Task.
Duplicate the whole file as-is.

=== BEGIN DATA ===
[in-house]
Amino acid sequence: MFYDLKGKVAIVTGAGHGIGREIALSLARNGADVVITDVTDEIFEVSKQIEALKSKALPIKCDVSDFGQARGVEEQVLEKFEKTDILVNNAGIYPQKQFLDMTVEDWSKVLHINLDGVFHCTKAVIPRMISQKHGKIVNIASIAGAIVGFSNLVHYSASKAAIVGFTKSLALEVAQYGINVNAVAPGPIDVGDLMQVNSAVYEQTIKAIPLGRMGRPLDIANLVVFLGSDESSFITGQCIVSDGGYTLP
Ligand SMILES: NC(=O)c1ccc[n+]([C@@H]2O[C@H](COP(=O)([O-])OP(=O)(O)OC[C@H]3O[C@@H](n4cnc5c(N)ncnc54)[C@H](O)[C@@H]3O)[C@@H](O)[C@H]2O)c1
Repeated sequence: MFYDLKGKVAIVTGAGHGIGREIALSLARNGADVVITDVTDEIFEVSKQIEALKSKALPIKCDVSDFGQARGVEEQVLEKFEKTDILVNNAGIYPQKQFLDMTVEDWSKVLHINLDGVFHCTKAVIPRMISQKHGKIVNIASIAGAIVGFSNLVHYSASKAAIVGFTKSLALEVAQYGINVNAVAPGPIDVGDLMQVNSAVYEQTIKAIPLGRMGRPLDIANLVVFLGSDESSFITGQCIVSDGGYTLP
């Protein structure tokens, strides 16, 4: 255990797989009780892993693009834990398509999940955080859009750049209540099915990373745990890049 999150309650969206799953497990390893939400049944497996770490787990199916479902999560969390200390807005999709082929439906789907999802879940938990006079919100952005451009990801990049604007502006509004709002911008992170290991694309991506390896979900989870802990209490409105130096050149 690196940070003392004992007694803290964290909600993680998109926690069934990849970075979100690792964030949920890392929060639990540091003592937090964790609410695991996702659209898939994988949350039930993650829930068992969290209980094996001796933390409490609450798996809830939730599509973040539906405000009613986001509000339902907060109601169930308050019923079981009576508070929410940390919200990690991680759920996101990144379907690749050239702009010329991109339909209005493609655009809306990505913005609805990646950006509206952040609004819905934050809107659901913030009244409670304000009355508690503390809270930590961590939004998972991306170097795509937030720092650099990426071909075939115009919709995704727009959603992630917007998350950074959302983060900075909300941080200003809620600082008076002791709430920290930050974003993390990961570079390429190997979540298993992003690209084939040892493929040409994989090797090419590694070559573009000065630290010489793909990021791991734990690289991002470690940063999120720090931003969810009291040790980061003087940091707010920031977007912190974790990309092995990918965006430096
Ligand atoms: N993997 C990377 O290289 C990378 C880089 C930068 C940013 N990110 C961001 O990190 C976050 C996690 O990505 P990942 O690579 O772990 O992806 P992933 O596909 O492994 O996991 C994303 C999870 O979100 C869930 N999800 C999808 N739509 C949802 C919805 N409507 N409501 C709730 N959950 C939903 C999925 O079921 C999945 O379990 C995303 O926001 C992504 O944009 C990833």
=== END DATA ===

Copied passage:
[in-house]
Amino acid sequence: MFYDLKGKVAIVTGAGHGIGREIALSLARNGADVVITDVTDEIFEVSKQIEALKSKALPIKCDVSDFGQARGVEEQVLEKFEKTDILVNNAGIYPQKQFLDMTVEDWSKVLHINLDGVFHCTKAVIPRMISQKHGKIVNIASIAGAIVGFSNLVHYSASKAAIVGFTKSLALEVAQYGINVNAVAPGPIDVGDLMQVNSAVYEQTIKAIPLGRMGRPLDIANLVVFLGSDESSFITGQCIVSDGGYTLP
Ligand SMILES: NC(=O)c1ccc[n+]([C@@H]2O[C@H](COP(=O)([O-])OP(=O)(O)OC[C@H]3O[C@@H](n4cnc5c(N)ncnc54)[C@H](O)[C@@H]3O)[C@@H](O)[C@H]2O)c1
Repeated sequence: MFYDLKGKVAIVTGAGHGIGREIALSLARNGADVVITDVTDEIFEVSKQIEALKSKALPIKCDVSDFGQARGVEEQVLEKFEKTDILVNNAGIYPQKQFLDMTVEDWSKVLHINLDGVFHCTKAVIPRMISQKHGKIVNIASIAGAIVGFSNLVHYSASKAAIVGFTKSLALEVAQYGINVNAVAPGPIDVGDLMQVNSAVYEQTIKAIPLGRMGRPLDIANLVVFLGSDESSFITGQCIVSDGGYTLP
């Protein structure tokens, strides 16, 4: 255990797989009780892993693009834990398509999940955080859009750049209540099915990373745990890049 999150309650969206799953497990390893939400049944497996770490787990199916479902999560969390200390807005999709082929439906789907999802879940938990006079919100952005451009990801990049604007502006509004709002911008992170290991694309991506390896979900989870802990209490409105130096050149 690196940070003392004992007694803290964290909600993680998109926690069934990849970075979100690792964030949920890392929060639990540091003592937090964790609410695991996702659209898939994988949350039930993650829930068992969290209980094996001796933390409490609450798996809830939730599509973040539906405000009613986001509000339902907060109601169930308050019923079981009576508070929410940390919200990690991680759920996101990144379907690749050239702009010329991109339909209005493609655009809306990505913005609805990646950006509206952040609004819905934050809107659901913030009244409670304000009355508690503390809270930590961590939004998972991306170097795509937030720092650099990426071909075939115009919709995704727009959603992630917007998350950074959302983060900075909300941080200003809620600082008076002791709430920290930050974003993390990961570079390429190997979540298993992003690209084939040892493929040409994989090797090419590694070559573009000065630290010489793909990021791991734990690289991002470690940063999120720090931003969810009291040790980061003087940091707010920031977007912190974790990309092995990918965006430096
Ligand atoms: N993997 C990377 O290289 C990378 C880089 C930068 C940013 N990110 C961001 O990190 C976050 C996690 O990505 P990942 O690579 O772990 O992806 P992933 O596909 O492994 O996991 C994303 C999870 O979100 C869930 N999800 C999808 N739509 C949802 C919805 N409507 N409501 C709730 N959950 C939903 C999925 O079921 C999945 O379990 C995303 O926001 C992504 O944009 C990833």